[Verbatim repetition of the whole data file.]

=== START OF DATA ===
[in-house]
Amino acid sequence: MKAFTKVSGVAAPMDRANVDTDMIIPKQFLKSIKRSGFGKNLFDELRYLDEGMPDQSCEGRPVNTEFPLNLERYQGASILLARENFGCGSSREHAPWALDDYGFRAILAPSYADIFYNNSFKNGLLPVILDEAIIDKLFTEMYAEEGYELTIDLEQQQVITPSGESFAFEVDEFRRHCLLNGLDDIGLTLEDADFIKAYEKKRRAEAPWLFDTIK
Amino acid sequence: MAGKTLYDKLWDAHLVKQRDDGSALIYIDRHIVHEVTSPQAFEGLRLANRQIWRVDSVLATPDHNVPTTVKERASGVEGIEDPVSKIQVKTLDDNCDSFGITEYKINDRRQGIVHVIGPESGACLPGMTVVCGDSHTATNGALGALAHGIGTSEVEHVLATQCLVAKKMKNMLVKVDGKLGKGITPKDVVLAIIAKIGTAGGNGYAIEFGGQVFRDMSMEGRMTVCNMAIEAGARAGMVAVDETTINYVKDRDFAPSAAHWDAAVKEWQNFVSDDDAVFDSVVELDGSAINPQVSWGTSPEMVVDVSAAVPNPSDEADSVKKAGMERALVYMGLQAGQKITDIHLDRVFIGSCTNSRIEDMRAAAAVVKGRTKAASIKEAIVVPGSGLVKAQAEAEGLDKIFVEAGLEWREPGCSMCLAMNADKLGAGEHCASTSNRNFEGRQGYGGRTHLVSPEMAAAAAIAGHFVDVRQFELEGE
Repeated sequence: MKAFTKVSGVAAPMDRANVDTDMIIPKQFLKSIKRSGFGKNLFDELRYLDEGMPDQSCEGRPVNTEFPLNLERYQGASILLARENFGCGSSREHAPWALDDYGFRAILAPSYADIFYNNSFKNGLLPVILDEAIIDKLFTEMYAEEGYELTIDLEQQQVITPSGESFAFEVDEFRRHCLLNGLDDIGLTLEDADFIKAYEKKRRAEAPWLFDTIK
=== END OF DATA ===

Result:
[in-house]
Amino acid sequence: MKAFTKVSGVAAPMDRANVDTDMIIPKQFLKSIKRSGFGKNLFDELRYLDEGMPDQSCEGRPVNTEFPLNLERYQGASILLARENFGCGSSREHAPWALDDYGFRAILAPSYADIFYNNSFKNGLLPVILDEAIIDKLFTEMYAEEGYELTIDLEQQQVITPSGESFAFEVDEFRRHCLLNGLDDIGLTLEDADFIKAYEKKRRAEAPWLFDTIK
Amino acid sequence: MAGKTLYDKLWDAHLVKQRDDGSALIYIDRHIVHEVTSPQAFEGLRLANRQIWRVDSVLATPDHNVPTTVKERASGVEGIEDPVSKIQVKTLDDNCDSFGITEYKINDRRQGIVHVIGPESGACLPGMTVVCGDSHTATNGALGALAHGIGTSEVEHVLATQCLVAKKMKNMLVKVDGKLGKGITPKDVVLAIIAKIGTAGGNGYAIEFGGQVFRDMSMEGRMTVCNMAIEAGARAGMVAVDETTINYVKDRDFAPSAAHWDAAVKEWQNFVSDDDAVFDSVVELDGSAINPQVSWGTSPEMVVDVSAAVPNPSDEADSVKKAGMERALVYMGLQAGQKITDIHLDRVFIGSCTNSRIEDMRAAAAVVKGRTKAASIKEAIVVPGSGLVKAQAEAEGLDKIFVEAGLEWREPGCSMCLAMNADKLGAGEHCASTSNRNFEGRQGYGGRTHLVSPEMAAAAAIAGHFVDVRQFELEGE
Repeated sequence: MKAFTKVSGVAAPMDRANVDTDMIIPKQFLKSIKRSGFGKNLFDELRYLDEGMPDQSCEGRPVNTEFPLNLERYQGASILLARENFGCGSSREHAPWALDDYGFRAILAPSYADIFYNNSFKNGLLPVILDEAIIDKLFTEMYAEEGYELTIDLEQQQVITPSGESFAFEVDEFRRHCLLNGLDDIGLTLEDADFIKAYEKKRRAEAPWLFDTIK